My grandmother’s coop had a dirt floor. My husband built mine to be portable so it has a wooden floor. Granny’s chickens were free ranged too so cleaning the dirt floor was never an issue for her. If you plan on keeping your birds confined, then a dirt floor is probably not ideal. It’s hard to keep clean and dry. It’s also easy for critters like mice to tunnel in! There’s also the parasite factor. It can be really difficult to remove parasites from the soil.
If you go with a wooden floor, you may want to consider building it off the ground to prevent mice from living underneath and gnawing through. This will also allow your floor to dry from underneath. The drawback, of course, is that wood rots over time especially when exposed to moisture.
For some, I suppose concrete would be an option. Although it is expensive, it would last a long time and you could hose it out. You would probably want to be sure your floor had a slope in it from under the roost toward the door to make cleaning out easier.
I saw a really cool idea when visiting a fellow chicken keeper. They had a plywood floor covered in Tyvek. At first, I thought this was kind of strange idea and wondered about the risk to their birds. When I questioned him, he said it keeps the moisture from the wood, it’s a breeze to clean out, and he had had it for several years without any problems. I did observe that the floor appeared as if no one had been pecking at it. It only seemed to have wear and tear.
You may not think about nests when planning how to build a chicken coop, but they are a vital part of what your chickens need. You can make your nests out of anything you want as long as it’s about 10 in tall and wide. I’ve decided it doesn’t really matter how many nests you have, whichever nest another hen is in, that’s the nest everyone wants.
I get so tickled at watching them fuss outside of a nest while one hen is laying when there are six other open nests. Some people put curtains on their nests, I don’t do that. My chicken nesting boxes are deep enough for the hen to feel safe and they are not in the direct sun.
You may have to change the nest litter occasionally if your hens poop in it. While I do freshen them, I find I only have to change the litter once a year and that’s mostly just for my peace of mind. If you just want a number, a good rule of thumb is one nesting box for every four layers.
This past year when I had a snake in the coop, a couple of my hens started laying under the roost. I wasn’t happy about having to reach under the roost to get their eggs. Every day I busted up the makeshift “nest” they formed in the litter. It took me actually catching her in the act, removing her from under the roost and placing her in the laying box to break her.
Chickens roost. This means they fly up and perch curling their toes around the chicken roosting bar. Because of this it’s important to use a pole or round the edges of whatever you choose to use. If you don’t provide them with a roost, they will fly up into the trees if at all possible. Their instinct is to do this because they are such sound sleepers.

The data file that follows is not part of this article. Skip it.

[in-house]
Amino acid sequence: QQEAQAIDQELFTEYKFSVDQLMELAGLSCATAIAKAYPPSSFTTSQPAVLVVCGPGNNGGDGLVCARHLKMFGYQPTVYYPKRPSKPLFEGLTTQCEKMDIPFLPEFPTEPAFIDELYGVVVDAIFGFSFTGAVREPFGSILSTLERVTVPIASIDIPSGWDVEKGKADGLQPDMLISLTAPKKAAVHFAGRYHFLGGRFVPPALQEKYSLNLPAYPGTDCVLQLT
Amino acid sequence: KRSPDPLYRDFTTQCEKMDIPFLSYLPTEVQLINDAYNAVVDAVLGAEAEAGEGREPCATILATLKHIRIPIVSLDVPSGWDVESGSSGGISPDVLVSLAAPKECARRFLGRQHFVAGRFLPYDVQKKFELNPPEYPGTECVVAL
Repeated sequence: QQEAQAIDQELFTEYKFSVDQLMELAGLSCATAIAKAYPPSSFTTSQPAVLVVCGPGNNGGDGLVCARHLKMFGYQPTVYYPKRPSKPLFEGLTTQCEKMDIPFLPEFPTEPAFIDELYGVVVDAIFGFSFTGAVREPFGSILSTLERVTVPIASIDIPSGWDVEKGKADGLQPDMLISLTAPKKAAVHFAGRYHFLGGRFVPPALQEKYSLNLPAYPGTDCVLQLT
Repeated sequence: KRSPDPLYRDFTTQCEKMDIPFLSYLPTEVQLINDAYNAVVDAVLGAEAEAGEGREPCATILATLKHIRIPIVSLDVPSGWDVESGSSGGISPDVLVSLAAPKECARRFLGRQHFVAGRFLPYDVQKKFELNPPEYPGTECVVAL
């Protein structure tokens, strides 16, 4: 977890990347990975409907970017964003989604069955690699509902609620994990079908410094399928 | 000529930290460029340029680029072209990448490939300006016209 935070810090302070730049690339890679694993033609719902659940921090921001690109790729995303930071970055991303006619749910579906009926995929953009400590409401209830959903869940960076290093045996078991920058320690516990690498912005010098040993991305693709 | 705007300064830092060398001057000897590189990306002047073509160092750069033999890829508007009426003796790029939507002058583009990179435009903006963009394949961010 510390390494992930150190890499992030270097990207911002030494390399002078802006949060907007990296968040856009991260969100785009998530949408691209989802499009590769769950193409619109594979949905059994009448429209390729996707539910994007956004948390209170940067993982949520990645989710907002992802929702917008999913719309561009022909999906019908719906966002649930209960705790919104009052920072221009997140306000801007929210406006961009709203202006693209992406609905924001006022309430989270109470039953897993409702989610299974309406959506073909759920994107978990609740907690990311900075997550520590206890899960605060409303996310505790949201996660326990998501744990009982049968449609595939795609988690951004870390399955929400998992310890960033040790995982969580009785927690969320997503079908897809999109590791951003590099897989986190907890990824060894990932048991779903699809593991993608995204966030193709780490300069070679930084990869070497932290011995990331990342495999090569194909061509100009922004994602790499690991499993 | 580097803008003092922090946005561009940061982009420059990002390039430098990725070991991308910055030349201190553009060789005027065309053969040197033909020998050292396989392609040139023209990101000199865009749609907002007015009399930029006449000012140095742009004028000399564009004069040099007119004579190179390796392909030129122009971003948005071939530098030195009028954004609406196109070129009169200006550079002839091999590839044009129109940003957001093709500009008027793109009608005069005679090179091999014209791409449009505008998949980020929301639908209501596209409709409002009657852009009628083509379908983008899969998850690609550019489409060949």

The roost can be made out of anything that is at least 2 to 3 inches in diameter and set from 2 to 4 feet off the floor. You don’t want to use anything that’s smooth because they’ll lose their grip and slip. Remember, your birds poop during the night so don’t place your bars too close together. In cold weather, your flock will crowd together, but under normal circumstances you want to allow 18 to 24 inches per bird on the roost, depending on the size of your breed. Be sure you place litter under your roost to make cleaning out the manure easy. I use straw or hay.
Remember to consider your breed when designing your roost. Some breeds prefer to roost higher than others. The Bantam prefers higher roosts while many of the feather-footed breeds prefer low roosts even one inch off the ground.
It’s important to remember that you will want easy access to your coop so include a people size door. I like the Dutch setup. I can leave the top closed during the day and the bottom open for easy access for my flock. When I want to enter, all I have to do is open the top door. This makes it easy for me to check for eggs, clean out the coop, and leaves me an open pathway for when I find a mouse or snake in the coop!
If you don’t want the Dutch type door, be sure you have a people door and a chicken door. The reason for this is so that the people door can be shut to minimize drafts and offer extra protection against predators. The smaller door will allow your chickens to get to their nests, get out of the weather, and escape predators. This can be designed in any way you really want.
If you don’t want to have to get up early in the morning to open the coop door, you may consider designing it with a timer so that the door opens automatically. I’ve only read about these so I assume they would require some power source. I enjoy getting up early and doing the chores, counting heads, and inspecting the flock.
You can always contact me if you have any questions I can help you with. Do you have a coop tip you’d like to share with us? Have a photo of your coop you’d like to share? We’d love to hear your tips and see your photos. Share them in the comments below.
Happy Coop building!
Safe and Happy Journey,
Rhonda and The Pack